exercise of the highest patriotism.'; jjS
Whatever comes or goes, we are all for rtS
ouroountry. Having settled that maoh,
we can dispassionately discuss what
will best return it to the magnificent J*,
prosperity which it has so recently lost. > :>]
Oil the subject of money tho'Bapnb- ' 'i
lican party standi where it has alwayi
stood. In the language of the Ohio ' i
platform this year: "We favor honett - 9
money, composed of gold, silver and 9
paper, maintainod at equal valneasa
under national and not state regttlations."
The best money obtainable ia
the safest money for all of the people.
Whatever uncertainty may exist as to .;VS
other things, there should be no uneer- ,g
tsinty as to the valoe of the money .-;W
with which we meaaurea the exchangee -fitf
of the people, their product and their "i
labor. That should be as fixed and tin- Ji
varying in vulne as human ingenuityj %
can make it. We do not want to strike'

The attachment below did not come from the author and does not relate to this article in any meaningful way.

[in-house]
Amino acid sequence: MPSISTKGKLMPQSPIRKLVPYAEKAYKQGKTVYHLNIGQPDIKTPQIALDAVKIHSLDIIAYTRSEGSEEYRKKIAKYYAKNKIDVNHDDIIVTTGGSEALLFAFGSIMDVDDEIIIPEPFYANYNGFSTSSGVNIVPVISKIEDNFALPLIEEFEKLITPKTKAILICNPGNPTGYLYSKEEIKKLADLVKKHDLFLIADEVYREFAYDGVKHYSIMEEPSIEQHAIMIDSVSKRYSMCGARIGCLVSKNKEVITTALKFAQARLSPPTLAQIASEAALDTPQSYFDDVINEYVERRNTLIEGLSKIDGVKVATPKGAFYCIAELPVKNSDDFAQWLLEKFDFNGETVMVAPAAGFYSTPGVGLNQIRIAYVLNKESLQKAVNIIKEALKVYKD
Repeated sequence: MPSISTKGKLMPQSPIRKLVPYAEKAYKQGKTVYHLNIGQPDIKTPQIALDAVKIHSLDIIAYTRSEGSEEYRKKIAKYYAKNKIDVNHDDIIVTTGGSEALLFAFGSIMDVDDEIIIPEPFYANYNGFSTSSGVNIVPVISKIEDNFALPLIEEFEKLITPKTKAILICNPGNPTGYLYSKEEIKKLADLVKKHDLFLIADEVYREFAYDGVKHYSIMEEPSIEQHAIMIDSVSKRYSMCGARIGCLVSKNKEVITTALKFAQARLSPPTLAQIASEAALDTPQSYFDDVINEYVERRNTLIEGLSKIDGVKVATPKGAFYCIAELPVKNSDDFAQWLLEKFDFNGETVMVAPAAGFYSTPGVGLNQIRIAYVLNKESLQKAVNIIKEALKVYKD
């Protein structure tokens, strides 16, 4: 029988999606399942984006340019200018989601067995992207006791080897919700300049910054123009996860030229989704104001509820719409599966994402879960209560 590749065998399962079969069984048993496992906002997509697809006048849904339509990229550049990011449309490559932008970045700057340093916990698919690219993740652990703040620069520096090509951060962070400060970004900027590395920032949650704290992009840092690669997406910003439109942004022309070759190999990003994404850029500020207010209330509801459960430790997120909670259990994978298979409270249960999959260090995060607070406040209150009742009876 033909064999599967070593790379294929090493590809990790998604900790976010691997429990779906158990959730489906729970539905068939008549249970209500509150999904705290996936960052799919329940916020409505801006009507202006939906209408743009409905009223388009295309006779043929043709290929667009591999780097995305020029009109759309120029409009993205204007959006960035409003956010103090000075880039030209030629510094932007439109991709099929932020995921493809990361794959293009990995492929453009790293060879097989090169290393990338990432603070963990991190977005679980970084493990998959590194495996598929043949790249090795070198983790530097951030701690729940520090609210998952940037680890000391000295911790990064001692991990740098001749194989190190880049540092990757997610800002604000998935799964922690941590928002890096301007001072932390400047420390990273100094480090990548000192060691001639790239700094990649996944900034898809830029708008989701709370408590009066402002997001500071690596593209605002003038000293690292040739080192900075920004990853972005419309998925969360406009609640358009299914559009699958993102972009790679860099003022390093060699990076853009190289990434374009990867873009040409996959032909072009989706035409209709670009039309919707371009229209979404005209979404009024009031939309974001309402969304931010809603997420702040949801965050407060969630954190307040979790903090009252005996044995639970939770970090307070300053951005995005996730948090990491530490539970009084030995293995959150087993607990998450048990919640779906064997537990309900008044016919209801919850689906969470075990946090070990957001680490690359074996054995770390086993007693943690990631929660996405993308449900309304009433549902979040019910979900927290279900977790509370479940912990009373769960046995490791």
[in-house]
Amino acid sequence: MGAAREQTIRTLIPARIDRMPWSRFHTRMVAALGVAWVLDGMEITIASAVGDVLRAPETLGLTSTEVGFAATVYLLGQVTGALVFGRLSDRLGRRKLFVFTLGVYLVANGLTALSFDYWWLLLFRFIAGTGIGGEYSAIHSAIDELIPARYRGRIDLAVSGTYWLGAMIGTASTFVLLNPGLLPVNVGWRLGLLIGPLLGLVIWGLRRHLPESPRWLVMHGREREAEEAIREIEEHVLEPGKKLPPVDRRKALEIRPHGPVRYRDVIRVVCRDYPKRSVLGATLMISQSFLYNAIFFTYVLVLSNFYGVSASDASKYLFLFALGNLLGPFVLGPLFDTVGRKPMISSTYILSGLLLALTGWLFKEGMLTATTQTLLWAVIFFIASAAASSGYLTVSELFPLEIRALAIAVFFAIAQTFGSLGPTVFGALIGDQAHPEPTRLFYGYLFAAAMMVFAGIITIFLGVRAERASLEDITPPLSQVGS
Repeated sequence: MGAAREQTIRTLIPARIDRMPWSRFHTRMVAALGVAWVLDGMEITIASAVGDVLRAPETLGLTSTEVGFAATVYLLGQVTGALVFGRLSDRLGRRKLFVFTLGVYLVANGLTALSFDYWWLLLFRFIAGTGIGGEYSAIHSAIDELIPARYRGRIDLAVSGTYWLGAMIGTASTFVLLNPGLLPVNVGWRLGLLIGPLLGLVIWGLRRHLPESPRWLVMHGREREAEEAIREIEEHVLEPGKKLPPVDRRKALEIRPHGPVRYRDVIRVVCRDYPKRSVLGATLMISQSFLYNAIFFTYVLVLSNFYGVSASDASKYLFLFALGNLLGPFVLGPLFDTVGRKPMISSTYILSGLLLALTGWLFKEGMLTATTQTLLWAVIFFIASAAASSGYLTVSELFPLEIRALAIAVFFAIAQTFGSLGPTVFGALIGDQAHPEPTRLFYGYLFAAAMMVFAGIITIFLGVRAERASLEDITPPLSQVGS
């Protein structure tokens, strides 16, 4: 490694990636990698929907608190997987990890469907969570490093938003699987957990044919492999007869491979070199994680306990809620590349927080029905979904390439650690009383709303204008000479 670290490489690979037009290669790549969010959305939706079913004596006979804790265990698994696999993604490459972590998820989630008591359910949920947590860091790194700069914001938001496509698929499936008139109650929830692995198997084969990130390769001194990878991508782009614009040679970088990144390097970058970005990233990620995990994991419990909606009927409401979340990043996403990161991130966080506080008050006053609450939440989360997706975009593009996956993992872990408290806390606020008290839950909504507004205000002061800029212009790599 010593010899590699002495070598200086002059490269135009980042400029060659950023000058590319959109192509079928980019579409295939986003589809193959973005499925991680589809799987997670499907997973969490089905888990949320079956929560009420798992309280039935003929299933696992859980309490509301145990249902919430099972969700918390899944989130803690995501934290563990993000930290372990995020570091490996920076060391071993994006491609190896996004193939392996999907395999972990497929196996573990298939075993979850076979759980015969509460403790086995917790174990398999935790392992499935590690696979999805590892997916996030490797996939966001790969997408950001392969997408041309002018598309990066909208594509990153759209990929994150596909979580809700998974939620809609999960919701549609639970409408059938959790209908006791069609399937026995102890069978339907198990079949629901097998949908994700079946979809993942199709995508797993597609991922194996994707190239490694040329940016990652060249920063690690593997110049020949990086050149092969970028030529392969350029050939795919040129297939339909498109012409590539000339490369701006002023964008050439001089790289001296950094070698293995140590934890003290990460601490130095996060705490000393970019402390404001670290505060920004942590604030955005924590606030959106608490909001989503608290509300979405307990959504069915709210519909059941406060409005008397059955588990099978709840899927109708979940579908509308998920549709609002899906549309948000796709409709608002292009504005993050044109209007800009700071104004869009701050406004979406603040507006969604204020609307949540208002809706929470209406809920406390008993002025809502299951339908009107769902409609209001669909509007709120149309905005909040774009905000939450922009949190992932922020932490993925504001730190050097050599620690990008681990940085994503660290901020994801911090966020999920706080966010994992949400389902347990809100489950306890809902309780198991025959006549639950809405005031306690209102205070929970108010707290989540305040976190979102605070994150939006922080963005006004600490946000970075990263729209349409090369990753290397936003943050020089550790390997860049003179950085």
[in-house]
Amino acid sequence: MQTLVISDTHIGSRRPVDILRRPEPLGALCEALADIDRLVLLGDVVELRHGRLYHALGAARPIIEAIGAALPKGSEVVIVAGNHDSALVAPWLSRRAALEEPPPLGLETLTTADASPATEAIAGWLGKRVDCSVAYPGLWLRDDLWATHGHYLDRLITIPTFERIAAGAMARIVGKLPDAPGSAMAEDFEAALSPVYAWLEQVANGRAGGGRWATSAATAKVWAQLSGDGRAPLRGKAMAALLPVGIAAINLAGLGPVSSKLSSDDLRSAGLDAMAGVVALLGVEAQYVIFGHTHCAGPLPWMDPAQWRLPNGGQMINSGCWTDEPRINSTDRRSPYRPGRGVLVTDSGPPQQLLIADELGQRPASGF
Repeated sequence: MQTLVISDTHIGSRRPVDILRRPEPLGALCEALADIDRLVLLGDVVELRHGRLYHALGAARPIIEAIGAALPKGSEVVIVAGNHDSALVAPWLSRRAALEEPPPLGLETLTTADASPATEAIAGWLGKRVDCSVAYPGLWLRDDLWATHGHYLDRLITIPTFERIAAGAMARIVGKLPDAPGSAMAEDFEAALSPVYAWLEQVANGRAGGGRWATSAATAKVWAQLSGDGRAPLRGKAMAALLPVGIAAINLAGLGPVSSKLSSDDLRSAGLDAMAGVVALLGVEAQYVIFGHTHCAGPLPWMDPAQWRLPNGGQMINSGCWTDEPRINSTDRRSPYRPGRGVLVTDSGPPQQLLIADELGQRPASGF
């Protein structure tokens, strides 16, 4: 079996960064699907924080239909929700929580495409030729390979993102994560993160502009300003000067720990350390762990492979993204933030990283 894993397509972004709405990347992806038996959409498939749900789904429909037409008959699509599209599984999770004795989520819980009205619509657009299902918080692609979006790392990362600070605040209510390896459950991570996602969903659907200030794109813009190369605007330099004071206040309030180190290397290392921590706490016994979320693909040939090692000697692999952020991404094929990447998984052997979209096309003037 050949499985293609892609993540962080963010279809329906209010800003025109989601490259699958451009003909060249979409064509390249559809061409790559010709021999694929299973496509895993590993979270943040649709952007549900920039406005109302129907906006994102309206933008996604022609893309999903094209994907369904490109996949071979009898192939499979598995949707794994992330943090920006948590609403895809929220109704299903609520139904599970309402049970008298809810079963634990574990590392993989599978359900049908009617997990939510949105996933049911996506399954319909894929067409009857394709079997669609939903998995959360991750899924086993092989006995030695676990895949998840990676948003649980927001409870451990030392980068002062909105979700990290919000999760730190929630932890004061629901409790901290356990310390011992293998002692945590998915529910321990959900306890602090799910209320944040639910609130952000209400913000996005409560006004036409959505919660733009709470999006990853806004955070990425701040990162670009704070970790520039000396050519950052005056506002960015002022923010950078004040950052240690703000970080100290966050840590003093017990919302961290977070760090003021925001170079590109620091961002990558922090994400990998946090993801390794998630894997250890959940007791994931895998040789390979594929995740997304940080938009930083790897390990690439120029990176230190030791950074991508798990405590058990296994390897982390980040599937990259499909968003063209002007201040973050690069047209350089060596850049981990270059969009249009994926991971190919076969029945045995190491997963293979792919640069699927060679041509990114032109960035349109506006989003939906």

down either gold or silver. We want to
nse both metals, bat we insist now, as '&Lwe
have alwaya insisted, that the one
be at a parity with' the othe* to the end ?
that we might have the use of both;
that each shall be* tbe equal of the
other intrinsically, aa well aa in legal ^
tender and in debt-paying power. The " ~
silver prodnct of the countrr, one ol S
the most important we have, should not " *
be discriminated against, but some plan
should be deviied for its' utilization aa
a money which will insure, not the die- %
placement of gold, bnt the safe and fall
a so of both, as exchangee among tli
people. All the money we have to-day is
la. good. ^ . SjBjM
With oonfidenoe in th&?fatQn onne 1. 1i
restored, with the abandoztaentoMEb